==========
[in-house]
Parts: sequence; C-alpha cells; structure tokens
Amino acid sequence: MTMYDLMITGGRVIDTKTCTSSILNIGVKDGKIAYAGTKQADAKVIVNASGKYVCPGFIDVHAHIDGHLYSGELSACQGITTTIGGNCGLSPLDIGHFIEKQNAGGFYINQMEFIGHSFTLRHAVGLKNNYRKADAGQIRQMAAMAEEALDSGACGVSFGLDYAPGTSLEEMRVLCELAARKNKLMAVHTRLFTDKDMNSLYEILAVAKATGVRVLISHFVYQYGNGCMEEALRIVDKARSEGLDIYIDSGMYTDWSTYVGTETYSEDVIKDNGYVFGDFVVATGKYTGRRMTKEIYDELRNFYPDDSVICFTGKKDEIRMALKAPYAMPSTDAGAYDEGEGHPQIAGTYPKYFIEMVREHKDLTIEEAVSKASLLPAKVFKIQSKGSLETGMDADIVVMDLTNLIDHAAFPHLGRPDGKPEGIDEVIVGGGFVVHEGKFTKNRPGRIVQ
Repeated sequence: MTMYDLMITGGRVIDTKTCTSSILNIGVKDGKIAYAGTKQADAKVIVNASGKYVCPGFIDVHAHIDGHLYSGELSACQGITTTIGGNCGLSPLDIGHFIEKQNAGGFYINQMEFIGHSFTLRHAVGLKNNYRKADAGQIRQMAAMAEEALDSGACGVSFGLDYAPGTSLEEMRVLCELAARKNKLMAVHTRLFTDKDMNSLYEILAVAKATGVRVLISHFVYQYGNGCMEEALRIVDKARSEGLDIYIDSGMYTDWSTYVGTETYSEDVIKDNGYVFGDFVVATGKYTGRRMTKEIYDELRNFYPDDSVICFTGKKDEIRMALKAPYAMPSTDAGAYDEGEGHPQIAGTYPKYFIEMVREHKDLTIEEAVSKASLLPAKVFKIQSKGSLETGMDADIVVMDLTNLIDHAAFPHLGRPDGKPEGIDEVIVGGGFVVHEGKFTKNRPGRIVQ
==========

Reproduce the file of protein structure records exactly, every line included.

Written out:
[in-house]
Parts: sequence; C-alpha cells; structure tokens
Amino acid sequence: MTMYDLMITGGRVIDTKTCTSSILNIGVKDGKIAYAGTKQADAKVIVNASGKYVCPGFIDVHAHIDGHLYSGELSACQGITTTIGGNCGLSPLDIGHFIEKQNAGGFYINQMEFIGHSFTLRHAVGLKNNYRKADAGQIRQMAAMAEEALDSGACGVSFGLDYAPGTSLEEMRVLCELAARKNKLMAVHTRLFTDKDMNSLYEILAVAKATGVRVLISHFVYQYGNGCMEEALRIVDKARSEGLDIYIDSGMYTDWSTYVGTETYSEDVIKDNGYVFGDFVVATGKYTGRRMTKEIYDELRNFYPDDSVICFTGKKDEIRMALKAPYAMPSTDAGAYDEGEGHPQIAGTYPKYFIEMVREHKDLTIEEAVSKASLLPAKVFKIQSKGSLETGMDADIVVMDLTNLIDHAAFPHLGRPDGKPEGIDEVIVGGGFVVHEGKFTKNRPGRIVQ
Repeated sequence: MTMYDLMITGGRVIDTKTCTSSILNIGVKDGKIAYAGTKQADAKVIVNASGKYVCPGFIDVHAHIDGHLYSGELSACQGITTTIGGNCGLSPLDIGHFIEKQNAGGFYINQMEFIGHSFTLRHAVGLKNNYRKADAGQIRQMAAMAEEALDSGACGVSFGLDYAPGTSLEEMRVLCELAARKNKLMAVHTRLFTDKDMNSLYEILAVAKATGVRVLISHFVYQYGNGCMEEALRIVDKARSEGLDIYIDSGMYTDWSTYVGTETYSEDVIKDNGYVFGDFVVATGKYTGRRMTKEIYDELRNFYPDDSVICFTGKKDEIRMALKAPYAMPSTDAGAYDEGEGHPQIAGTYPKYFIEMVREHKDLTIEEAVSKASLLPAKVFKIQSKGSLETGMDADIVVMDLTNLIDHAAFPHLGRPDGKPEGIDEVIVGGGFVVHEGKFTKNRPGRIVQ